What are the major components of the Foundation’s Investment Program?

  • Because asset allocation is the most important variable in investment performance, the program gives investors a choice of three Investment Fund models – Conservative Fund, Moderate Fund, and Aggressive Fund. Based on the objectives of each fund, the UMFNIC Investment Committee has set a target allocation for each asset class in the portfolios. See the Investment Policy Statement for these target allocations.
  • The three Investment Funds are broadly diversified across asset classes and ten sectors of the economy.
  • Lower cost passive indexing strategies are used in all three funds. Previously the Foundation’s portfolios were all actively managed. The use of indexing strategies has resulted in annual savings of investment fees of 10 – 20 basis points (0.1% – 0.2%).
  • The Investment Program is overseen by the Investment Committee of the Board of Directors.  The Committee meets quarterly with a principle of Envestnet.  Changes to the fund are brought to the Investment Committee; the Committee brings its recommendation to the full Board for consideration/approval.

Where are the assets of the Foundation’s Investment Program held?

The Foundation contracts with Charles Schwab & Company, Inc. for custodial services.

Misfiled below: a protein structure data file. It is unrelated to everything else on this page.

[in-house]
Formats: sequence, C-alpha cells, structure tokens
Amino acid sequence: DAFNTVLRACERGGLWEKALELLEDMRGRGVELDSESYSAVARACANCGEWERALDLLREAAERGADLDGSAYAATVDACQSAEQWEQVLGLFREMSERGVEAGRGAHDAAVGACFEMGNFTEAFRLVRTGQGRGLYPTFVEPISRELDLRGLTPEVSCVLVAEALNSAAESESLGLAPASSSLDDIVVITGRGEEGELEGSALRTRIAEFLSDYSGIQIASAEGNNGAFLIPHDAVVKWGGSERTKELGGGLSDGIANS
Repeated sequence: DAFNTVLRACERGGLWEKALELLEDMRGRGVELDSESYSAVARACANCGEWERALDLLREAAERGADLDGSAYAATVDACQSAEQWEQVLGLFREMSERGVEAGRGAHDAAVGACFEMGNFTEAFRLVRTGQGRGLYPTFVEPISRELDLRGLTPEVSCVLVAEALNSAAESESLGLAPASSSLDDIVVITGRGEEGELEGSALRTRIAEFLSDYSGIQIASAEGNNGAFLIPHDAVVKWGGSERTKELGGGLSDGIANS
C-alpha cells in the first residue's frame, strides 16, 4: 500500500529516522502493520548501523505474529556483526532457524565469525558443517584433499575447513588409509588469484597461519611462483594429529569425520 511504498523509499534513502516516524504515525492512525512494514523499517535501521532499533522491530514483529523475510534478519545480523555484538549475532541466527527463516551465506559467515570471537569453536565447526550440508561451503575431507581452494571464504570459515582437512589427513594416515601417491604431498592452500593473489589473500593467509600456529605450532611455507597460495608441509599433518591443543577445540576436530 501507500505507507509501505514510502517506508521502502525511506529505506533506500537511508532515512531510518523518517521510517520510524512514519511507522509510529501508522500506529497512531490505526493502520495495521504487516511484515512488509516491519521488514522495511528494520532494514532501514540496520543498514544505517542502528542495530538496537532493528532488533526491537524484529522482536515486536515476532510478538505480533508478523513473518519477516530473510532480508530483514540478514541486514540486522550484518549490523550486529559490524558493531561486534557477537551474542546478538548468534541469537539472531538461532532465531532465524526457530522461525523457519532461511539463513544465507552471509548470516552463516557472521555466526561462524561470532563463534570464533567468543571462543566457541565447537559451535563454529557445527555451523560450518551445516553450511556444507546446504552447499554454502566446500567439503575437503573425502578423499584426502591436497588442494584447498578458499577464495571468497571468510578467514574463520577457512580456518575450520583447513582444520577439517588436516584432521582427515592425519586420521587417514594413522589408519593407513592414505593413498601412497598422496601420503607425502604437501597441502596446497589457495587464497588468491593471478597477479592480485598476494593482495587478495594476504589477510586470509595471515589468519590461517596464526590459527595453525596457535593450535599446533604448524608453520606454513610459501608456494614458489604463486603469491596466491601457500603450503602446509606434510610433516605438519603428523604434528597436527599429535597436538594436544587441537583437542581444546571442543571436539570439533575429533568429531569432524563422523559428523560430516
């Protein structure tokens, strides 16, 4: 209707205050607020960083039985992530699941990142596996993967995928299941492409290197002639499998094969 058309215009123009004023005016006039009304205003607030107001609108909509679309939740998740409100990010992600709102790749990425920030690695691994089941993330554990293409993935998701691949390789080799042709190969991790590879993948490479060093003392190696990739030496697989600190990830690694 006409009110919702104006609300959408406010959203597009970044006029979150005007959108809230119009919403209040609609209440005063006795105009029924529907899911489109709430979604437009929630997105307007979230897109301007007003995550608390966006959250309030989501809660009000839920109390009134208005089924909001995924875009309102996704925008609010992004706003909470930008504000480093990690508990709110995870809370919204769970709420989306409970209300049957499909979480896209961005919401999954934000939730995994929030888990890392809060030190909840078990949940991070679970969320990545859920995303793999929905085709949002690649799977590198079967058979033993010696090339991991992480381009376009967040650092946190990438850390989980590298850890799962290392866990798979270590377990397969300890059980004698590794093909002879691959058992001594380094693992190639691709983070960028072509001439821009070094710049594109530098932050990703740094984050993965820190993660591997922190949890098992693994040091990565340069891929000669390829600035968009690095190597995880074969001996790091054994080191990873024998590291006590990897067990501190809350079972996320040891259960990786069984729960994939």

What about socially responsible investing?

In accordance with United Methodist values found in The Book of Discipline of The United Methodist Church and The Book of Resolutions of The United Methodist Church, the UMFNIC will periodically review its responsibility as a socially responsible investor as it relates to the UMFNIC’s investment funds and holdings. The UMFNIC may direct its Investment Managers to screen the UMFNIC’s investments, vote its proxies, participate in shareholder engagement, and seek investments that are based on sound environmental, social, and governance principles. Investment Managers will report annually all socially responsible investing activity to the UMFNIC Board of Directors.

Generally, the UMFNIC directs its Investment Managers to exclude holdings according to the “Ethical Exclusions Guidelines” of Wespath Benefits and Investments, formerly known as the General Board of Pension and Health Benefits of The United Methodist Church. These exclusions may consist of, but are not limited to, as summarized by Wespath, “companies earning significant revenues from gambling or from the manufacture, sale or distribution of alcoholic beverages, tobacco-related products, pornography, weapons, or the management or operation of prison facilities.”

How does socially responsible investing affect investment performance?

Socially responsible investing (SRI) spans a wide and growing range of products and investments, with estimates of $1 in $9 (more than $3 trillion) invested now participating in socially responsible practices. Like all investors, socially responsible investors seek a competitive financial return on their investments, and the good news is that it is possible to consistently achieve this. A growing number of academic studies have demonstrated that SRI mutual funds perform competitively with non-SRI funds over time.

Why are indexing strategies used in some asset classes?